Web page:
facebook app symbol  twitter  linkedin  instagram 1

TAHLEQUAH, Okla.— Law enforcement agencies today confirmed a triple shooting that left one person dead and two injured in the Cherokee Nation capital on Labor Day. 

One of the injured individuals has been treated and released from a local hospital, while the other remains in critical condition, according to law enforcement sources. The names of those involved in the shooting have not been released by authorities. 

Tahlequah Police Chief Nate King said two citizens have been detained, and the Federal Bureau of Investigation is now investigating the shooting because the shooting involved tribal citizens. 

“The FBI is working jointly with the Tahlequah PD and the Cherokee Marshals on a triple shooting that occurred yesterday,” said Kayla McCleery, a spokesperson for Oklahoma City’s FBI office in an email to Native News Online.  “I can confirm one victim is deceased, the second victim was treated and released, and the third remains in the hospital in unknown condition. Two subjects are currently being detained.”

McCleery confirmed that one adult and one juvenile have been detained in connection with the triple shooting, but because this is an active investigation she was not able to release further details.  She referred further questions for any charging information related to the incident to the US Attorney’s Office for the Eastern District of Oklahoma. As of press time, charged have not been filed against the two that are currently detained.

Multiple sources have confirmed to Native News Online that the shooting involved students from Tahlequah High School. Authorities said that after the incident, five children were escorted out of a residence, along with “two or three” teenagers. Several law enforcement agencies were on the scene, including Cherokee Nation Marshal Service and the Tahlequah Police Department.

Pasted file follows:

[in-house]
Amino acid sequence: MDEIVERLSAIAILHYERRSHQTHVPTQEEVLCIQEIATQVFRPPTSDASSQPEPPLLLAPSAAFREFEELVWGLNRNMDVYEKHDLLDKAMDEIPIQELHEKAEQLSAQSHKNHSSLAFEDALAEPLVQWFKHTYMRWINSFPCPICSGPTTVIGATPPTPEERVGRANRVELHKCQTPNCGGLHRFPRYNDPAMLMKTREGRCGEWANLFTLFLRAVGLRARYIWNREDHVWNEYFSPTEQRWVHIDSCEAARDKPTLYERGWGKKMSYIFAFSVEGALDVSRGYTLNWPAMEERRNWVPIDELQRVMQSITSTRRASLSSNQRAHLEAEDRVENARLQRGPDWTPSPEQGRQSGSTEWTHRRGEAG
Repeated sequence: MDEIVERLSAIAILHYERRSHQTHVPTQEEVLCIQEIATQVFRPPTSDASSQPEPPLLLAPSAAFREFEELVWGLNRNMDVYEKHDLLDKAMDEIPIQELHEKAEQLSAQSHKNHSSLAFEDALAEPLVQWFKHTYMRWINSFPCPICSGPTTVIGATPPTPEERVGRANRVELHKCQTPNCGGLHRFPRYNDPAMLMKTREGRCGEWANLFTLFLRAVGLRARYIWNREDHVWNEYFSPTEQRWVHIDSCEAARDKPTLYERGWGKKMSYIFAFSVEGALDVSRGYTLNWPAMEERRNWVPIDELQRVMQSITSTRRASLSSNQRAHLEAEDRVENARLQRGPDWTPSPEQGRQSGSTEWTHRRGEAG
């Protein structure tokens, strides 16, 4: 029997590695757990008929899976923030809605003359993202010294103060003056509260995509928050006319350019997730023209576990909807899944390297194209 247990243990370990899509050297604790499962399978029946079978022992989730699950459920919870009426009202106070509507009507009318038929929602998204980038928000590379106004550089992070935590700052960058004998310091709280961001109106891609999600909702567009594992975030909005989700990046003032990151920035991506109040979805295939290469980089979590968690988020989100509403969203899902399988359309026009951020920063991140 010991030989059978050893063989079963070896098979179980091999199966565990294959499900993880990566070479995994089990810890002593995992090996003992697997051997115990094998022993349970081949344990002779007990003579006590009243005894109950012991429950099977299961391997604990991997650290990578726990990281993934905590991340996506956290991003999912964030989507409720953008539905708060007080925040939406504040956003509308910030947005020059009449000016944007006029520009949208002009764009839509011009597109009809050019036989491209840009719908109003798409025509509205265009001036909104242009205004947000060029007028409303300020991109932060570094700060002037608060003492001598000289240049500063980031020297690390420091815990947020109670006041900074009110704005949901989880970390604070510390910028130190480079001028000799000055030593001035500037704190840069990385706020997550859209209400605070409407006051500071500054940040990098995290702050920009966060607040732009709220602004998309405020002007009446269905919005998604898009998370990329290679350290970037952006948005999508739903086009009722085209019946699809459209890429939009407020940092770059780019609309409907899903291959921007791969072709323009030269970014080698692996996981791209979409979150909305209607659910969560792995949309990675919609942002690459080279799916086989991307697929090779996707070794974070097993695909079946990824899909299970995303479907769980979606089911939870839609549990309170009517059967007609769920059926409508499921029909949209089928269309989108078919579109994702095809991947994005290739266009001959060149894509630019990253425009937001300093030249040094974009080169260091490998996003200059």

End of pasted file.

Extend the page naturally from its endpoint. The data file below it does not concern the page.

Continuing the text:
Following “the tragic events," Tahlequah High School announced that students will be in distance learning on Sept. 6 and Sept. 7. 

Due to the U.S. Supreme Court’s 2020 ruling on McGirt v. Oklahoma, tribes and the federal government, rather than the state, have criminal jurisdiction over crimes involving tribal citizens within reservation boundaries. 

The Cherokee Nation has not released a comment on the incident as of press time.

This is a developing story. 

More Stories Like This

Native News Weekly (December 10, 2023): D.C. Briefs
December 10th is the 75th Human Rights Day
Vice President Harris Addresses Indian Boarding Schools at the White House Tribal Nations Summit
Native News Online Reporter Selected for Oxford Climate Reporting Fellowship
'This has Been a Train Wreck for a Long Time' | Fentanyl Trafficking, Underfunded Tribal Enforcement Subject of Senate Committee Hearing

Together, we can educate, enlighten, and empower.

November is celebrated as “Native American Heritage Month.” At Native News Online, we amplify Native voices and share our relatives’ unique perspectives every day of the year. We believe every month should celebrate Native American heritage. 
If you appreciate our commitment to Native voices and our mission to tell stories that connect us to our roots and inspire understanding and respect, we hope you will consider making a donation this month to support our work. For those who commit to a recurring donation of $12 per month or more, or make a one-time donation of $150 or greater, we're excited to offer you a copy of our upcoming Indian Boarding School publication and access to our quarterly Founder’s Circle meetings and newsletter.  
About The Author
Author: Darren ThompsonEmail: This email address is being protected from spambots. You need JavaScript enabled to view it.
Darren Thompson (Lac du Flambeau Ojibwe) is a staff reporter for Native News Online who is based in the Twin Cities of Minnesota. Thompson has reported on political unrest, tribal sovereignty, and Indigenous issues for the Aboriginal Peoples Television Network, Indian Country Today, Native News Online, Powwows.com and Unicorn Riot. He has contributed to the New York Times, the Washington Post, and Voice of America on various Indigenous issues in international conversation. He has a bachelor’s degree in Criminology & Law Studies from Marquette University in Milwaukee, Wisconsin.